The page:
To sit in this tavern where American patriots secretly met centuries ago, where some of the British/ American peace negotiations took place, where George Washington had an office, puts you at a key location at the start of a great nation, the USA.
Fraunces Tavern, on the corner of Pearl and Broad Street, The Financial area of New York is said to be the oldest tavern/bar in New York. Earlier, it was called the Queens head, a government building and an office. It has had numerous fires and rebuilds and was cannon-balled by the British and bombed in 1975 where four people died and fifty were injured. A Puerto Rican organization stated they did the bombing in retaliation for an American attack on their people.
We head over to the pub that is listed as having live music but are told on arrival that it only takes place on Saturdays. There are multiple rooms in the place, and each one has a themed colour. I try to go upstairs where there is a famous dining area, where one assumes some of the decisions on the revolution against the British took place. The friendly bar tenders response to my question “do you have Guinness or Irish beer?” Not that I assumed that I was in an Irish pub but America has over 31.1 million people who believe they are of Irish origin. He then told me the pub did import an Irish beer directly so I had one or two of what they call “pints”. For an Englishman “a pint is a pint”, which is 568ml but in the USA a pint is 433ml.
For Jezzabel it has to be red wine, so I order a glass. It arrives and its a big glass. I find New York expensive when going out for a meal and or a drink. When in fact, in many cases when you get the wine or the food the portions or glasses are larger than those I’ve been used to. As we sit in a typical U-shaped wooden booth its clear that this is a busy pub with so much laughter and bar chat with traditional friendly bar staff.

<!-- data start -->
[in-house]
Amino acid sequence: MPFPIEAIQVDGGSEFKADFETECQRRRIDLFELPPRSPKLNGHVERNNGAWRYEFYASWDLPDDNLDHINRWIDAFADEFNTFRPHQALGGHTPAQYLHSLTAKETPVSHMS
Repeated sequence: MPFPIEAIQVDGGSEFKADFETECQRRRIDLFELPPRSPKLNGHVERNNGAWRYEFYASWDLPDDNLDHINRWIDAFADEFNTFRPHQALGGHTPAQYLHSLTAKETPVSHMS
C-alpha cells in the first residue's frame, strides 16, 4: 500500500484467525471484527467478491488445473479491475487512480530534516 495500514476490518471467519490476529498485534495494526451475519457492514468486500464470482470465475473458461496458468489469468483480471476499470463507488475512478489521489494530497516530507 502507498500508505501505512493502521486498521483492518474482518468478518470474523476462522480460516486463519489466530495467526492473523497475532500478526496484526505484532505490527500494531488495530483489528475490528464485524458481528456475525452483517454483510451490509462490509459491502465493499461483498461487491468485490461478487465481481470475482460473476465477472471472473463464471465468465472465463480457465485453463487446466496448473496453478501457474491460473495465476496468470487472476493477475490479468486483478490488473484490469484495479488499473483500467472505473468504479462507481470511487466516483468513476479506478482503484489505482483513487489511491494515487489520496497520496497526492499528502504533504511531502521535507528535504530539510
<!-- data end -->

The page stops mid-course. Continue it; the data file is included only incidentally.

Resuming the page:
Whilst old pubs are quite common in England and Scotland and there are many that can trace their origins back to the thirteen hundreds, I’m just fascinated about the history of the Fraunces, named after one of its many owners, Samuel Fraunces, of West Indies origin.
My next visit to the pub is on a Saturday and I’m looking forward to the live music. As I step in, there is a crowd but no real music, certainly not a live band. I ask the bar man about the Saturday music night and he informs that the band has not turned up.
The Whinging Pome Random Rule 230: “if you want good pub music you cannot beat the English pubs north of Newark on Trent”
I’m planning on going back to the tavern but not to hear any real music just wallow in the history.